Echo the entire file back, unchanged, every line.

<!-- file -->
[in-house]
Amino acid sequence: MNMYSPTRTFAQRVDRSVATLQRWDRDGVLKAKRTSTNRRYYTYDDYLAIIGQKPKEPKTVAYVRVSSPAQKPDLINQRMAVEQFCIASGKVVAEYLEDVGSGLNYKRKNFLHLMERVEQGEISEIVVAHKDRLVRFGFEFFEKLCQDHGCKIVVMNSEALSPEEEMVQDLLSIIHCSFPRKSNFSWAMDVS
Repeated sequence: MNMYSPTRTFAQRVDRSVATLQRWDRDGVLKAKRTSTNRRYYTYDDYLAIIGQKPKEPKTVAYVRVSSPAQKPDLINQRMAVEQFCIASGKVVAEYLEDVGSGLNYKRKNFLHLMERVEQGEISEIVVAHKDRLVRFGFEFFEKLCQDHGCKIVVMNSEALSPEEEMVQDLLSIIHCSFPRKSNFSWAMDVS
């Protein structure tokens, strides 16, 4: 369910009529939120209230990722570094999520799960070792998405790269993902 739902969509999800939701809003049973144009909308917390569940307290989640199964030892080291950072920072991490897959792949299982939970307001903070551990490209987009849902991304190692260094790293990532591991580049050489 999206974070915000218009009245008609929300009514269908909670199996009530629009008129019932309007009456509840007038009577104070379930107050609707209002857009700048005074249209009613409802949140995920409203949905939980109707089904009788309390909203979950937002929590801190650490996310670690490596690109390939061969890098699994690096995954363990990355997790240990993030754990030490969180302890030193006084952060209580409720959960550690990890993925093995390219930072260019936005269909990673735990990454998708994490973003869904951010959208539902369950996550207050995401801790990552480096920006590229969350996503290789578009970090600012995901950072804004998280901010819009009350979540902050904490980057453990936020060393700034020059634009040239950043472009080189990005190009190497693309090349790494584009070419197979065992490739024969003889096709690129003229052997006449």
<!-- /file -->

[in-house]
Amino acid sequence: MNMYSPTRTFAQRVDRSVATLQRWDRDGVLKAKRTSTNRRYYTYDDYLAIIGQKPKEPKTVAYVRVSSPAQKPDLINQRMAVEQFCIASGKVVAEYLEDVGSGLNYKRKNFLHLMERVEQGEISEIVVAHKDRLVRFGFEFFEKLCQDHGCKIVVMNSEALSPEEEMVQDLLSIIHCSFPRKSNFSWAMDVS
Repeated sequence: MNMYSPTRTFAQRVDRSVATLQRWDRDGVLKAKRTSTNRRYYTYDDYLAIIGQKPKEPKTVAYVRVSSPAQKPDLINQRMAVEQFCIASGKVVAEYLEDVGSGLNYKRKNFLHLMERVEQGEISEIVVAHKDRLVRFGFEFFEKLCQDHGCKIVVMNSEALSPEEEMVQDLLSIIHCSFPRKSNFSWAMDVS
């Protein structure tokens, strides 16, 4: 369910009529939120209230990722570094999520799960070792998405790269993902 739902969509999800939701809003049973144009909308917390569940307290989640199964030892080291950072920072991490897959792949299982939970307001903070551990490209987009849902991304190692260094790293990532591991580049050489 999206974070915000218009009245008609929300009514269908909670199996009530629009008129019932309007009456509840007038009577104070379930107050609707209002857009700048005074249209009613409802949140995920409203949905939980109707089904009788309390909203979950937002929590801190650490996310670690490596690109390939061969890098699994690096995954363990990355997790240990993030754990030490969180302890030193006084952060209580409720959960550690990890993925093995390219930072260019936005269909990673735990990454998708994490973003869904951010959208539902369950996550207050995401801790990552480096920006590229969350996503290789578009970090600012995901950072804004998280901010819009009350979540902050904490980057453990936020060393700034020059634009040239950043472009080189990005190009190497693309090349790494584009070419197979065992490739024969003889096709690129003229052997006449």